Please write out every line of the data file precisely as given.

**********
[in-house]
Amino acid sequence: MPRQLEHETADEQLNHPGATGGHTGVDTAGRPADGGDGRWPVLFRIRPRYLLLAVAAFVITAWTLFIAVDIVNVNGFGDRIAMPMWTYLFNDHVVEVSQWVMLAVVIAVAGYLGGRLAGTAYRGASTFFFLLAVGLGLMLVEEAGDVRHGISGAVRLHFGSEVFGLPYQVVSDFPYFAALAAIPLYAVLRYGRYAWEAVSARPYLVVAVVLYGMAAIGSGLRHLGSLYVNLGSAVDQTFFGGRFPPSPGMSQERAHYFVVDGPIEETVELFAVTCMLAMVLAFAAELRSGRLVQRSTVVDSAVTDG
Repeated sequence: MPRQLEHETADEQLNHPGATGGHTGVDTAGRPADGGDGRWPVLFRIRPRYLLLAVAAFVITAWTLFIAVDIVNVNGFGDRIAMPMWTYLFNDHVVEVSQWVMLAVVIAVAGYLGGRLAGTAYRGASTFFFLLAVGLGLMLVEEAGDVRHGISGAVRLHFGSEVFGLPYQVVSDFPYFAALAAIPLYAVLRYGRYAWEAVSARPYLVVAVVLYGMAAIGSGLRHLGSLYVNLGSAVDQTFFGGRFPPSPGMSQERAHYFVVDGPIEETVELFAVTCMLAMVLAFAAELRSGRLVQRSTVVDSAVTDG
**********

[in-house]
Amino acid sequence: MPRQLEHETADEQLNHPGATGGHTGVDTAGRPADGGDGRWPVLFRIRPRYLLLAVAAFVITAWTLFIAVDIVNVNGFGDRIAMPMWTYLFNDHVVEVSQWVMLAVVIAVAGYLGGRLAGTAYRGASTFFFLLAVGLGLMLVEEAGDVRHGISGAVRLHFGSEVFGLPYQVVSDFPYFAALAAIPLYAVLRYGRYAWEAVSARPYLVVAVVLYGMAAIGSGLRHLGSLYVNLGSAVDQTFFGGRFPPSPGMSQERAHYFVVDGPIEETVELFAVTCMLAMVLAFAAELRSGRLVQRSTVVDSAVTDG
Repeated sequence: MPRQLEHETADEQLNHPGATGGHTGVDTAGRPADGGDGRWPVLFRIRPRYLLLAVAAFVITAWTLFIAVDIVNVNGFGDRIAMPMWTYLFNDHVVEVSQWVMLAVVIAVAGYLGGRLAGTAYRGASTFFFLLAVGLGLMLVEEAGDVRHGISGAVRLHFGSEVFGLPYQVVSDFPYFAALAAIPLYAVLRYGRYAWEAVSARPYLVVAVVLYGMAAIGSGLRHLGSLYVNLGSAVDQTFFGGRFPPSPGMSQERAHYFVVDGPIEETVELFAVTCMLAMVLAFAAELRSGRLVQRSTVVDSAVTDG